THE HILL:The Credit Card Competition Act would harm successful businesses in the name of competition
To lower costs for consumers, the Credit Card Competition Act aims to increase competition in the payment processing industry and decrease interchange fees by banning the safest and largest credit card processors from fully operating. But manipulating the industry would ultimately harm consumers.
Sens. Richard Durban (D-Ill.) and Roger Marshall (R-Kan.) introduced the bill in 2022 in response to complaints from small businesses and consumers who are frustrated by increased costs of interchange fees and asked Congress to intervene. Interchange fees are costs that businesses must pay to accept credit card payments, and amount to about 2-3 percent per purchase.
While these fees have always been partially passed on to consumers through higher priced items, businesses are increasingly charging “extra” for using a credit-card — essentially decoupling the price of an item with the interchange fee. This is in part due to inflation and in part due to a lack of price transparency between businesses and consumers. The Credit Card Competition Act would not solve this problem.
The bill aims to curb the perceived market dominance of American Express, Discover, Visa and Mastercard by restricting their ability to charge interchange fees. These companies control 77 percent of the credit card market, and in 2021 they made $77 billion in interchange fees — a sum they share with partnering banks. If passed in its current form, the Act would restrict credit card issuers (banks) that have over $100 billion in assets from processing transactions on the two networks with the largest market shares of credit cards. (While not explicitly named, this means Visa and Mastercard.)
Further, the proposed Act would prohibit networks that have affiliated companies with the credit card issuer from processing the transaction. For example, the Visa Chase Sapphire Card would not be able to use a Visa exchange network.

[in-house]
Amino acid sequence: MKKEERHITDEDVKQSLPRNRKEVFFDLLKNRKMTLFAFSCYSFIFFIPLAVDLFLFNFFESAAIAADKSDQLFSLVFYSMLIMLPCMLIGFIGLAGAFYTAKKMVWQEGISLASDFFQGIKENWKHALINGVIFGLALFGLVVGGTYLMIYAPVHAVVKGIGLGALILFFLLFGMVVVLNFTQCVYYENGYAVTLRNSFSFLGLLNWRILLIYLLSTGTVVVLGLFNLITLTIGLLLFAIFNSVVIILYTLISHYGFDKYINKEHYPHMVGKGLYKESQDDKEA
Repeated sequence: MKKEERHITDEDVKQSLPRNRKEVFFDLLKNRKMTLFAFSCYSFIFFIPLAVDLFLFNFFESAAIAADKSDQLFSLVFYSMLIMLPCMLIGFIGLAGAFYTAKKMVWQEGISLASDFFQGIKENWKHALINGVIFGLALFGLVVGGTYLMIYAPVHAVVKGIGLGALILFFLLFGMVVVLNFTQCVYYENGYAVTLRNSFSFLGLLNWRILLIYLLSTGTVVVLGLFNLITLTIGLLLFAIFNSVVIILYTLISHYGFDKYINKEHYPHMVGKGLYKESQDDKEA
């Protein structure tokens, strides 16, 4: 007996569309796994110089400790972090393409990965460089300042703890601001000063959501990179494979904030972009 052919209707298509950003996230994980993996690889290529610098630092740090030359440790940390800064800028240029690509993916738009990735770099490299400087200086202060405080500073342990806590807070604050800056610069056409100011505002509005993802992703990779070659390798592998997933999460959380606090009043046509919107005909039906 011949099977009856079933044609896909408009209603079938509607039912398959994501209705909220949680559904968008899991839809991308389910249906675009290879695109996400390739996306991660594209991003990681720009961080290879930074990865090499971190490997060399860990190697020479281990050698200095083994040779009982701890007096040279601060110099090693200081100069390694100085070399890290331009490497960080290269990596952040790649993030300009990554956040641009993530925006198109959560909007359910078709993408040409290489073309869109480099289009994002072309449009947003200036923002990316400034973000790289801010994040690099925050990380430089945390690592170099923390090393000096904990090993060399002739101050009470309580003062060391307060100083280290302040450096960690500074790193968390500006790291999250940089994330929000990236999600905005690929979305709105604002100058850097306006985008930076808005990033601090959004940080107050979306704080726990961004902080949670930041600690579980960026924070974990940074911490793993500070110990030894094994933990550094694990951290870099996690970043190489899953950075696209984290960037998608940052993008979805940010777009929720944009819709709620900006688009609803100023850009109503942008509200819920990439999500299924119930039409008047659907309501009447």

This means the companies with the largest economies of scale and safety features would no longer be allowed to make money through interchange fees for a large portion of the market. This is a lose-lose for both credit card processors and customers. To get lower processing fees, customers would likely go with new credit card processing firms that enter the market with fewer safety protocols due to their size. This means that customers who use a credit card to purchase goods and services would take on a higher risk as their purchasing information may be less protected.
One common argument in favor of this Act is that lower exchange fees would mean lower end prices to consumers. But this is untrue. Economic research shows that credit card users’ demand is inelastic. In other words, consumers are not price sensitive to the ability to use a credit card, which is partially due to the declining role of physical cash in society and the increased reward points given for using credit cards. The supply of firms accepting credit cards is also inelastic — firms realize their volume of sales will decrease if they do not accept credit cards for payment and, therefore, they are not price sensitive to the fees of accepting credit cards. As such, both consumers and firms are willingto pay the interchange fee to purchase and sell goods.
Lowering interchange fees by hindering successful business is not good legislation. Customers and firms are willing to pay more to have the convenience of using and accepting credit cards, but they may not be willing to accept the increased risk that comes along with the ban. Moreover, if the Credit Card Competition Act is passed, the increased savings to firms would likely not pass down to consumers, since consumers are not price sensitive in the first place.
Danielle Zanzalari is an assistant professor of economics at Seton Hall University, a Garden State Initiative contributor and Young Voices contributor.